Buchnotizen/Book Notes provides brief comments on recent books relating to German and German-American topics. Information as to price and ordering can be found at various Internet book sites, or at the nearest bookstore. By Don Heinrich Tolzmann
Lotharingia, a Personal History of Europe’s Lost Country, by Simon Winder (Farrar, Straus and Giroux, 2019) covers the lands between Germany and France, from the Middle Ages to the present. In 843, the grandsons of Charlemagne/Karl der Grosse divided the empire he had founded in 800 into three parts. Louis I took what became Germany, Charles II took what became France, and Lothair I got the territory between his brothers realms. His domain stretched from Switzerland to the North Sea and became known as Lotharingia. This includes present-day Belgium, the Netherlands, Luxembourg, Alsace-Lorraine, and the northern part of Switzerland.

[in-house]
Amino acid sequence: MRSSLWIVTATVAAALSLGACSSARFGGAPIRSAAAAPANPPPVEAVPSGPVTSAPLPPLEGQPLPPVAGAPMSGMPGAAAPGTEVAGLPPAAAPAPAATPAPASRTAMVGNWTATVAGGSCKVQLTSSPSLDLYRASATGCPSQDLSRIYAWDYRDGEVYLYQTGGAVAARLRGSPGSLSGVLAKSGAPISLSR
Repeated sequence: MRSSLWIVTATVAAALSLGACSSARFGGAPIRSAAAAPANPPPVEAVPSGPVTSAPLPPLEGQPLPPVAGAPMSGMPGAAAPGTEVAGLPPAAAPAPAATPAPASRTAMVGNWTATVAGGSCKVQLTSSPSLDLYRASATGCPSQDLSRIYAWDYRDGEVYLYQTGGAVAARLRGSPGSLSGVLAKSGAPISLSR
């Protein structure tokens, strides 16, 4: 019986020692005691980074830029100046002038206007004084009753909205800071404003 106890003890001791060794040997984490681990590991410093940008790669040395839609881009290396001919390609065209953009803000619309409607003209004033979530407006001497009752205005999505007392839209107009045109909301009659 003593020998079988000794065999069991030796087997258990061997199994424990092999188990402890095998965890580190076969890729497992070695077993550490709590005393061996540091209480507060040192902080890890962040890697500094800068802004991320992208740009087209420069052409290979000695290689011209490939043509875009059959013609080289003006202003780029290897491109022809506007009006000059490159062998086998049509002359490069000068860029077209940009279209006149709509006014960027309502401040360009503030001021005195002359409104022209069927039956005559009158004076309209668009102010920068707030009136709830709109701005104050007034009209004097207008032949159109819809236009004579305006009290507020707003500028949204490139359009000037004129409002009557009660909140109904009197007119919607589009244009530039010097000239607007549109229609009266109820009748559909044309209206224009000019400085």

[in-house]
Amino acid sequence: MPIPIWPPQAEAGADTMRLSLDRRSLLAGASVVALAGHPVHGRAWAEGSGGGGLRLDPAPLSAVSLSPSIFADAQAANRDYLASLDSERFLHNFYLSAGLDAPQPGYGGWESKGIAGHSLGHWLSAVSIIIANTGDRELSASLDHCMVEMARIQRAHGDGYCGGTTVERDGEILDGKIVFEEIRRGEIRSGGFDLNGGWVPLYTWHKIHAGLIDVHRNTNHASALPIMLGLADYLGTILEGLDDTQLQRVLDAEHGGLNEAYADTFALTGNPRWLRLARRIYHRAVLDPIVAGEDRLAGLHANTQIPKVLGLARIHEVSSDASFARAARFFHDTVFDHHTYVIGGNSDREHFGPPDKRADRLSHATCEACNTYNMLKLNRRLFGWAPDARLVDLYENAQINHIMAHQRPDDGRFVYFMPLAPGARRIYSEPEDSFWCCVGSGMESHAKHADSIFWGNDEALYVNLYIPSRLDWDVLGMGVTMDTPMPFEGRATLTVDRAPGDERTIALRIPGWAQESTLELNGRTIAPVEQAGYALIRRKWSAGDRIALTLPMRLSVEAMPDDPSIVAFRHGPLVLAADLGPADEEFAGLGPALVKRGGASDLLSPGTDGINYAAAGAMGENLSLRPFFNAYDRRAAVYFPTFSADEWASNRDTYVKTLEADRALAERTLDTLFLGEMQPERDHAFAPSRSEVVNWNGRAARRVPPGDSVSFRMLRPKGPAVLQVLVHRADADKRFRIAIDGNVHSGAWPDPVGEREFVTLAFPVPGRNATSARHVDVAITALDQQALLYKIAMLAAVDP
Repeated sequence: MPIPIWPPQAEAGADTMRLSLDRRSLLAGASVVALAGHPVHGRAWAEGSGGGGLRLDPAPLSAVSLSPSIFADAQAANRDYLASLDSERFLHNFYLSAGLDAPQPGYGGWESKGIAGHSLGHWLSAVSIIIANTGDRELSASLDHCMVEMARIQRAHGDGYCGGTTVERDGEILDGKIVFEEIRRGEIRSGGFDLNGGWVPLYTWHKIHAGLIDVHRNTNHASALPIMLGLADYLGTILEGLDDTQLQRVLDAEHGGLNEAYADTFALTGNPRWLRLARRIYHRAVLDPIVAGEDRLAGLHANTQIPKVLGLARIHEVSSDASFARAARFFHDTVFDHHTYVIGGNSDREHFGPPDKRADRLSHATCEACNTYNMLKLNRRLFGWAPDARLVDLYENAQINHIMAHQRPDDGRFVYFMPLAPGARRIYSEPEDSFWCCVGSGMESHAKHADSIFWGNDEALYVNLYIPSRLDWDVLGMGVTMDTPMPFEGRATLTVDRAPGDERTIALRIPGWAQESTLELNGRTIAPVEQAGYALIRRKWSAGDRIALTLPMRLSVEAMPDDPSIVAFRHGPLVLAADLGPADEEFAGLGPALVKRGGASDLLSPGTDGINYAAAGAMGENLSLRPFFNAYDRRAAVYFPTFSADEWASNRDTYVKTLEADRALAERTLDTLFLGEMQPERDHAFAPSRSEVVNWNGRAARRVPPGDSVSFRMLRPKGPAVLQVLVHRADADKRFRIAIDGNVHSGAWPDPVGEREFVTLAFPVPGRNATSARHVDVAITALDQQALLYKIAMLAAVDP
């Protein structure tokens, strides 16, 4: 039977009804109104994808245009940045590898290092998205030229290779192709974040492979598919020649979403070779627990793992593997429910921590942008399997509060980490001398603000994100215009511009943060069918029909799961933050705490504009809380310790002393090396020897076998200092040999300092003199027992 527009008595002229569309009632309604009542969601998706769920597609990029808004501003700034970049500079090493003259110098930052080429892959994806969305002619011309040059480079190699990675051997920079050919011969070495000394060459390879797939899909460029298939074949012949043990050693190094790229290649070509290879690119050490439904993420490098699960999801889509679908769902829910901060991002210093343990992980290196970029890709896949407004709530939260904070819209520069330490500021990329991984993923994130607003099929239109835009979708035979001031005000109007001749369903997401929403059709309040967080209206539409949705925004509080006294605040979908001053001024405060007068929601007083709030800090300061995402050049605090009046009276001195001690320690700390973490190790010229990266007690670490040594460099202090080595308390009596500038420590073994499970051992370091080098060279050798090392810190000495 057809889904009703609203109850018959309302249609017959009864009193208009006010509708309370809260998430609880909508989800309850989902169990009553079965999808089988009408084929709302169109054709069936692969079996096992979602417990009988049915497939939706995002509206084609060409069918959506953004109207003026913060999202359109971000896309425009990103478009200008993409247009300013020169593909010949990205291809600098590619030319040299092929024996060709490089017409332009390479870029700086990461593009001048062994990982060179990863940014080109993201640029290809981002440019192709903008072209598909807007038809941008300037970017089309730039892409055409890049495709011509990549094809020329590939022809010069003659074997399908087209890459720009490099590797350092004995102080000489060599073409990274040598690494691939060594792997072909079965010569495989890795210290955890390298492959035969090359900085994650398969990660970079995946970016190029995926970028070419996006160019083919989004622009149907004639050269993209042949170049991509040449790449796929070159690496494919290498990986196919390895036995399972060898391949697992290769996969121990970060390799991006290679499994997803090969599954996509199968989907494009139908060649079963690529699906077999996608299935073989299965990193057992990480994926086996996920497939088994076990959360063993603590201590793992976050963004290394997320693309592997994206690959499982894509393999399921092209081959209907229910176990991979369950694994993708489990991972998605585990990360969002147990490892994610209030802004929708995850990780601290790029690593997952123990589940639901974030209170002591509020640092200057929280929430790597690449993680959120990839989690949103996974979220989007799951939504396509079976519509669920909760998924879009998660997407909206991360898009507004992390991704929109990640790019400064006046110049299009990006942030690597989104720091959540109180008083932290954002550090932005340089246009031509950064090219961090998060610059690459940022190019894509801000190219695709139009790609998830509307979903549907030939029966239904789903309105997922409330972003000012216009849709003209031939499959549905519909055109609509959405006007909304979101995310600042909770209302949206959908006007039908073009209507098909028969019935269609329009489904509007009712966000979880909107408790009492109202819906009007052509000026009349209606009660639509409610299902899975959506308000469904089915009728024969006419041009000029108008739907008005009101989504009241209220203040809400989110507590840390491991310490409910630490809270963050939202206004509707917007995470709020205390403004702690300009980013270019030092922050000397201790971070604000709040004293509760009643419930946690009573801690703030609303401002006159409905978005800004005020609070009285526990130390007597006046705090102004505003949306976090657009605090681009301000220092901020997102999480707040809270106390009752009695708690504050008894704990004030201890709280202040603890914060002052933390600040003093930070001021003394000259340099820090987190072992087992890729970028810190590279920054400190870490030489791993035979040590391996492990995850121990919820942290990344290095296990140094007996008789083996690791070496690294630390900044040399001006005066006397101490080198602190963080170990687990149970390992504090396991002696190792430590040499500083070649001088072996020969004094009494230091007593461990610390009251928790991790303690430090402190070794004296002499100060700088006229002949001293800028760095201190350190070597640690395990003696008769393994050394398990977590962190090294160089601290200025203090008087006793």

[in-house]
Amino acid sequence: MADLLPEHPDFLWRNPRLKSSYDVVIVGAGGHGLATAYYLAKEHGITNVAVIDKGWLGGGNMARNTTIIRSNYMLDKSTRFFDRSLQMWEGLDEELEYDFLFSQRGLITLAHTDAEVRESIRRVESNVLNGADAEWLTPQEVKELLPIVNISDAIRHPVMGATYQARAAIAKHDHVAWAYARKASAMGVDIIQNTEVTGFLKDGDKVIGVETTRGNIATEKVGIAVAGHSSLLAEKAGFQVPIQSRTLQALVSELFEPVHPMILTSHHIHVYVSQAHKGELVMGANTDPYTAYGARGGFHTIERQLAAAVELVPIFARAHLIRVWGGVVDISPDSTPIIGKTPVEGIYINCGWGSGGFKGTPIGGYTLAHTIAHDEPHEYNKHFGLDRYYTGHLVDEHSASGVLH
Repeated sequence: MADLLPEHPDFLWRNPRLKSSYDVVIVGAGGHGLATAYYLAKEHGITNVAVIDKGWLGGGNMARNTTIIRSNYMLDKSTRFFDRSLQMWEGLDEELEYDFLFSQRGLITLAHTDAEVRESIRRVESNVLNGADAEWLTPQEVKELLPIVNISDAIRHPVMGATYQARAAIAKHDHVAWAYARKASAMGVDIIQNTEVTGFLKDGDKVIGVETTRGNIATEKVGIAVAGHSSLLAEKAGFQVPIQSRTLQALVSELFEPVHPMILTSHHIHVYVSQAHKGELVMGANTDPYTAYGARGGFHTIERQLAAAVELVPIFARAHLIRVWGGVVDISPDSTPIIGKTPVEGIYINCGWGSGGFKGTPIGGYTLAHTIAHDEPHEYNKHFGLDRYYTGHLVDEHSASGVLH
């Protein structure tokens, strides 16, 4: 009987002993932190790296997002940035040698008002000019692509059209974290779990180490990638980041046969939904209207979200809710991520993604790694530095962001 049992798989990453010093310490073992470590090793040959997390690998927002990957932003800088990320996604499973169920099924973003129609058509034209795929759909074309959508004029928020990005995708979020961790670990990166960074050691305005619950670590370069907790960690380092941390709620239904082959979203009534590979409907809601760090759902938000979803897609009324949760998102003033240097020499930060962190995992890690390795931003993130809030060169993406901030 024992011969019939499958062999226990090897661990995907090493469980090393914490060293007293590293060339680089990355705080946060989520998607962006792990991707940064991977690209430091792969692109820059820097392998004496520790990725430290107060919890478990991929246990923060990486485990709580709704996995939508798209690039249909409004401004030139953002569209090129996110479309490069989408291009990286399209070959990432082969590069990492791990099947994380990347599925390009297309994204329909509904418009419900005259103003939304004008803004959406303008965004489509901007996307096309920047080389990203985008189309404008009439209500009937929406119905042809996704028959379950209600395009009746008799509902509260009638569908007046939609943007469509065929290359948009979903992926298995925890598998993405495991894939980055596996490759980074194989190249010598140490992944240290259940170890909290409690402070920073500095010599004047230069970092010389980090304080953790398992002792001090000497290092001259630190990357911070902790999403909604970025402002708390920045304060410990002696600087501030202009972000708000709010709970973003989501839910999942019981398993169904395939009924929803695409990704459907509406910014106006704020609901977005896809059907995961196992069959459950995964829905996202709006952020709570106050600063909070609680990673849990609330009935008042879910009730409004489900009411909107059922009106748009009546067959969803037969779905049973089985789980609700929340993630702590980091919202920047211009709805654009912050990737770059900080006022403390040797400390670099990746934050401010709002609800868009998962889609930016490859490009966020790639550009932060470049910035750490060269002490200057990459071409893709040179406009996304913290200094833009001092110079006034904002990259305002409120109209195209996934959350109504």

Winder rightly calls his book “a personal history”, as it reflects his travels and readings about Lotharingia. Written in an informal and anecdotal style, Winder’s book is a historical travelogue of how the region developed. Although France became a centralized nation-state with a capital city, Germany did not. It had no capital city, as it consisted of numerous secular and ecclesiastical principalities. Lotharingia had an even more complex history. Winder aptly describes it as looking like “a jigsaw puzzle a dog had tried to swallow and then thrown up”.